Ever since the first major software systems were developed, a chronic “software crisis” has been seen either looming ahead or haunting the community (Brooks, 1975). Solutions have been sought mostly in raising the productivity of programmers, making systems less defective (e.g., process management and development approaches; Boehm, 1988; McConnell, 1996), and developing systems by methods that treat the end users as equals to the designers in the development process (e.g., participatory design, PD; Bjerkenes & Bratteteig, 1995; Grudin, 1991). In this chapter, we first discuss these approaches for organizing information systems development (ISD). This leads us to a discussion of agile software development methods that have emerged as a fresh alternative for the more rigid life-cycle-based approaches in recent years.
Extreme programming (XP) tries to address end-user participation and increased quality of work by emphasizing the use of professional work practices and ethical software development. The waterfall model emerged as a systematic, sequential solution to software development problems (Brooks, 1975; Hirschheim, Klein, & Lyytinen, 2003). The IS product was not delivered until the whole linear sequence had been completed. As projects became larger and more complex, problems like stagnant requirements and badly structured programming started to arise.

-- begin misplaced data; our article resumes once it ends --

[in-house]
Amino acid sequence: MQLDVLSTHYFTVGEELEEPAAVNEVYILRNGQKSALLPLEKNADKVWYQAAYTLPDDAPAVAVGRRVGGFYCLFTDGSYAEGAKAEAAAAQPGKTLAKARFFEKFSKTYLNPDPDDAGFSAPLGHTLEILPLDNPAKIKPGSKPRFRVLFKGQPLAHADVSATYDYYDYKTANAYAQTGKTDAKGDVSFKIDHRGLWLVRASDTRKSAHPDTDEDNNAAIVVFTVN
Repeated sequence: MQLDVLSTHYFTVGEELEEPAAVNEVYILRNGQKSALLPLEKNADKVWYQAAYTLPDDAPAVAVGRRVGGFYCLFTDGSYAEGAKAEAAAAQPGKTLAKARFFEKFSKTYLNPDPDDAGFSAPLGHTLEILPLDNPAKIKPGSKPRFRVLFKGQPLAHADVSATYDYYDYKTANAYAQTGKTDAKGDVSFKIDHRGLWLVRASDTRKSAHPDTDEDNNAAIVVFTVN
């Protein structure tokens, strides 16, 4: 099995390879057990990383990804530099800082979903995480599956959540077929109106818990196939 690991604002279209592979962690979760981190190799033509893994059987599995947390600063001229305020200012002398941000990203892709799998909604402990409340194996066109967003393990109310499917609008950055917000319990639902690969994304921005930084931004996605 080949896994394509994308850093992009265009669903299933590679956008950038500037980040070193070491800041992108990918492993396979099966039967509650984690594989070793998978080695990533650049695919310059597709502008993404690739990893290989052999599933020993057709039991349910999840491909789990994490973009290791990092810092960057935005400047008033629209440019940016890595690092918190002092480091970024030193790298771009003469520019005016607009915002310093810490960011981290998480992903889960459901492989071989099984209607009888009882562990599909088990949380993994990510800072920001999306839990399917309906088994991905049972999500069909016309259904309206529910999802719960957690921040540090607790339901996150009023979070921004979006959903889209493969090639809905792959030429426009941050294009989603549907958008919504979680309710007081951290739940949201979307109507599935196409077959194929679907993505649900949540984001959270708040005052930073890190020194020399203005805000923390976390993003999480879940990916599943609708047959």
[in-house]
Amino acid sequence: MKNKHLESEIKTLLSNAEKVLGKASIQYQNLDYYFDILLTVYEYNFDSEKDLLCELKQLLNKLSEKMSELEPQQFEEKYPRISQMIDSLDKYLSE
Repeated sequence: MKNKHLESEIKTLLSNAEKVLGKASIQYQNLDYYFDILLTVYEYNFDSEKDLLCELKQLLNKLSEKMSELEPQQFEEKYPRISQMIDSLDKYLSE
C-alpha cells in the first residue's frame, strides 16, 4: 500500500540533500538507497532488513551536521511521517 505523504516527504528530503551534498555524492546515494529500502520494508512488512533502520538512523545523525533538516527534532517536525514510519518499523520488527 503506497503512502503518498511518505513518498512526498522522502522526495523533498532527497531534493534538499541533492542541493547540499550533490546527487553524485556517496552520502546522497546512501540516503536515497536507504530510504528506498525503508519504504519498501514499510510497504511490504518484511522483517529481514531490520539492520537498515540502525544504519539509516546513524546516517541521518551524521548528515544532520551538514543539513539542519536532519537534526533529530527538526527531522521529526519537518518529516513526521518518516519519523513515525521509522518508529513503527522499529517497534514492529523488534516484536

Overlapping the phases (Fairley, 1985; Pressman, 2000; Sommerville, 2001) and the introduction of the more incremental spiral model (Boehm, 1988; Iivari, 1990a, 1990b) resolved many of the difficulties mentioned earlier. This model presents the software process as a spiral, where each of the loops can be considered to represent one fundamental development step. Thus, the innermost loop might be concerned with requirements engineering, the next with design, and so on (Sommerville). The spiral model assumes a risk-driven approach to the software development rather than a primarily document-driven (waterfall) or code-driven (prototyping) approach (Boehm). Each cycle incrementally increases the system’s degree of definition and simultaneously decreases its degree of risk (Boehm, Egyed, Kwan, Port, & Madachy, 1998).